(ii) CFRA Rules: Although the terms intermittent and reduced leave schedules are not used in the statutes, the statute states such leaves may be taken “in one or more periods” making it clear that leaves need not be taken in one continuous period of time. Intermittent or reduced leave is permitted if medically necessary due to a serious health condition. Such leaves because of birth, adoption or placement of a foster child must be taken for a minimum duration of two weeks.

(j) Right to Reinstatement
At the end of FMLA leave, an employer must take an employee back into the same or an equivalent job.

(i) Same or Equivalent Position: An employer must return an eligible employee to the position that he or she held when the leave commenced, or to an equivalent position with equivalent benefits, pay, and other terms and conditions.

• To be considered an equivalent position, it must include: same privileges, prerequisites, status, at same or a geographically proximate worksite and must involve the same or substantially similar duties and responsibilities that entail the same or substantially similar skill, effort, responsibility and authority.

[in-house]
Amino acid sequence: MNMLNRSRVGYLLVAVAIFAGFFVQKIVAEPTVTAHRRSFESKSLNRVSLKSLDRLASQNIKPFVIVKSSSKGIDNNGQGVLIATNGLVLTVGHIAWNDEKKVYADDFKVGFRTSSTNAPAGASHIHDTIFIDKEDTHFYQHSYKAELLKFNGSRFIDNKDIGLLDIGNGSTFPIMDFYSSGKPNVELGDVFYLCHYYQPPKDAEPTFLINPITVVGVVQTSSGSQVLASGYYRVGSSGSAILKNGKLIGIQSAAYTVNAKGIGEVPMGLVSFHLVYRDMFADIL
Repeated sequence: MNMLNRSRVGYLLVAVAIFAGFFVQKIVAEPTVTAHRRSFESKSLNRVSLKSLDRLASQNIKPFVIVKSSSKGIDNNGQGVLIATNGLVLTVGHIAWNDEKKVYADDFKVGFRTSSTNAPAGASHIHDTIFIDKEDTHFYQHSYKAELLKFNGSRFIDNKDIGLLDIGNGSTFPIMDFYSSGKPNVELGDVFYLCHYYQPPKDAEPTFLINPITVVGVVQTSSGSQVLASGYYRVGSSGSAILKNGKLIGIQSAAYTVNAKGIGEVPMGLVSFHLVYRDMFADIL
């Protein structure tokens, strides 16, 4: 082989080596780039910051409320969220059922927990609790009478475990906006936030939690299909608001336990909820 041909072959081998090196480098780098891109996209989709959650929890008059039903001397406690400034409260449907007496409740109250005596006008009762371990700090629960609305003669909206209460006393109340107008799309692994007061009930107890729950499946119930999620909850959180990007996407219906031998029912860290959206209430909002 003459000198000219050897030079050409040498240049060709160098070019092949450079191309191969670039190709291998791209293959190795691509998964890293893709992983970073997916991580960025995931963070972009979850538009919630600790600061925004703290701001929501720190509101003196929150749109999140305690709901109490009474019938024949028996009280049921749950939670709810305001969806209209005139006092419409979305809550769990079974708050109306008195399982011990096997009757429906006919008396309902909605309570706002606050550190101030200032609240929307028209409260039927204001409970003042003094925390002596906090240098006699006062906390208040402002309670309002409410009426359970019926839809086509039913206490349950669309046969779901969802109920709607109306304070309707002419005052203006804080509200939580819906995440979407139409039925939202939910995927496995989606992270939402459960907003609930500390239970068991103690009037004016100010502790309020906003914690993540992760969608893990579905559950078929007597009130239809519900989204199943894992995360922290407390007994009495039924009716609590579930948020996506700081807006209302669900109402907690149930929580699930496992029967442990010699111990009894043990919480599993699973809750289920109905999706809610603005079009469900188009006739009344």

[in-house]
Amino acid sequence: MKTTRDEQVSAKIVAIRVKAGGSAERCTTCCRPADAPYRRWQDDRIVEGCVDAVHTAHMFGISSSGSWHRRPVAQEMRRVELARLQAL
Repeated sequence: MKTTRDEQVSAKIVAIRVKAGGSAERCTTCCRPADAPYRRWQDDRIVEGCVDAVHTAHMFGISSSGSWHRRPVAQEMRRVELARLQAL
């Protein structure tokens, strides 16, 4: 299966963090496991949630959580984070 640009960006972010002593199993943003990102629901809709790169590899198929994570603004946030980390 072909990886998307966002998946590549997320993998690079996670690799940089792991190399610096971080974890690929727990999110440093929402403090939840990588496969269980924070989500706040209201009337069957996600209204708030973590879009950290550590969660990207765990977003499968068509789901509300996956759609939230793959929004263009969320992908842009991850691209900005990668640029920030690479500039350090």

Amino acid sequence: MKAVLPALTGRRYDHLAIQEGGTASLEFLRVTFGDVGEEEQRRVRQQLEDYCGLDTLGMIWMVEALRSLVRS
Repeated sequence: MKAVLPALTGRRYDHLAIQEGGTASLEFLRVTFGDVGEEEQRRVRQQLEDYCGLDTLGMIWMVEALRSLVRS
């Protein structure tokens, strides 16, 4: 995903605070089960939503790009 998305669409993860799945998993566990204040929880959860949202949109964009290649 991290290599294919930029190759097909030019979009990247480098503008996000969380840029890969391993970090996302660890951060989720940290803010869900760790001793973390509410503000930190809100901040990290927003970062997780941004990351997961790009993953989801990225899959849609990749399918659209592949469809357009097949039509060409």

• The right to be reinstated exists even if the employee has been replaced or the position was restructured to accommodate the absence. Reinstatement is guaranteed at the time leave is granted.

(ii) Intent to return to work: An employer may require periodic reports on status and intent to return to work; any such policy may not be discriminatory and must consider facts related to each leave. If there is an unequivocal notice of intent not to return, the employer’s duty to maintain health care benefits and to reinstate end.

(iii) Fitness-for-Duty: As a condition for reinstatement, the employer can require an employee to provide medical certification that employee is able to resume work. ADA requirements of job-related and consistent with business necessity apply.

  • The certification need only state the employee’s ability to return to work.
  • The employee bears costs associated with report.